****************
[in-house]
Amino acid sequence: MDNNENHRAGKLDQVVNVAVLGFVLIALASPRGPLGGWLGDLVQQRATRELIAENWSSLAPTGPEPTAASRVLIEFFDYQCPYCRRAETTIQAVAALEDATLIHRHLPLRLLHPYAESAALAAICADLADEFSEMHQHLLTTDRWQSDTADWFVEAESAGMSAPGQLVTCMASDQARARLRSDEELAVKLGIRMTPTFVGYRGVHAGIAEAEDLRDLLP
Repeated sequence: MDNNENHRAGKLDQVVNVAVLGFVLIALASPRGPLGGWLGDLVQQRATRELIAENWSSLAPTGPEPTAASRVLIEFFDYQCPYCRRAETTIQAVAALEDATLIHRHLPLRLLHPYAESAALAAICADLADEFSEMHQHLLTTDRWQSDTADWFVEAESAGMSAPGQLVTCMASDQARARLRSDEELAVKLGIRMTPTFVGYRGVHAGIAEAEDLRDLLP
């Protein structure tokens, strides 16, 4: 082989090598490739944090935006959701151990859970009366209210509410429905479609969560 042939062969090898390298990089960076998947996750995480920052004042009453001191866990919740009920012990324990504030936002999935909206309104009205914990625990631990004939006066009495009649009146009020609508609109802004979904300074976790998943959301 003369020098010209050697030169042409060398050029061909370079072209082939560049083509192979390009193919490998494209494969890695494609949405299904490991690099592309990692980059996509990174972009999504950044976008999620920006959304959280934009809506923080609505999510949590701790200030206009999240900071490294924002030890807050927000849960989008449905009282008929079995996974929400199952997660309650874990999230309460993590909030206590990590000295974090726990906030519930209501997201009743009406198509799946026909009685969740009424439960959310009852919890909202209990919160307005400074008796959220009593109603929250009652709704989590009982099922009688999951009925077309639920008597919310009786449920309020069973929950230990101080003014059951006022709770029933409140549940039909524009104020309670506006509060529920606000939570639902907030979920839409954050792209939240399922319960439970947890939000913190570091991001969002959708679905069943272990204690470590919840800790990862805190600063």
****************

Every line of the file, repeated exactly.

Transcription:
[in-house]
Amino acid sequence: MDNNENHRAGKLDQVVNVAVLGFVLIALASPRGPLGGWLGDLVQQRATRELIAENWSSLAPTGPEPTAASRVLIEFFDYQCPYCRRAETTIQAVAALEDATLIHRHLPLRLLHPYAESAALAAICADLADEFSEMHQHLLTTDRWQSDTADWFVEAESAGMSAPGQLVTCMASDQARARLRSDEELAVKLGIRMTPTFVGYRGVHAGIAEAEDLRDLLP
Repeated sequence: MDNNENHRAGKLDQVVNVAVLGFVLIALASPRGPLGGWLGDLVQQRATRELIAENWSSLAPTGPEPTAASRVLIEFFDYQCPYCRRAETTIQAVAALEDATLIHRHLPLRLLHPYAESAALAAICADLADEFSEMHQHLLTTDRWQSDTADWFVEAESAGMSAPGQLVTCMASDQARARLRSDEELAVKLGIRMTPTFVGYRGVHAGIAEAEDLRDLLP
């Protein structure tokens, strides 16, 4: 082989090598490739944090935006959701151990859970009366209210509410429905479609969560 042939062969090898390298990089960076998947996750995480920052004042009453001191866990919740009920012990324990504030936002999935909206309104009205914990625990631990004939006066009495009649009146009020609508609109802004979904300074976790998943959301 003369020098010209050697030169042409060398050029061909370079072209082939560049083509192979390009193919490998494209494969890695494609949405299904490991690099592309990692980059996509990174972009999504950044976008999620920006959304959280934009809506923080609505999510949590701790200030206009999240900071490294924002030890807050927000849960989008449905009282008929079995996974929400199952997660309650874990999230309460993590909030206590990590000295974090726990906030519930209501997201009743009406198509799946026909009685969740009424439960959310009852919890909202209990919160307005400074008796959220009593109603929250009652709704989590009982099922009688999951009925077309639920008597919310009786449920309020069973929950230990101080003014059951006022709770029933409140549940039909524009104020309670506006509060529920606000939570639902907030979920839409954050792209939240399922319960439970947890939000913190570091991001969002959708679905069943272990204690470590919840800790990862805190600063």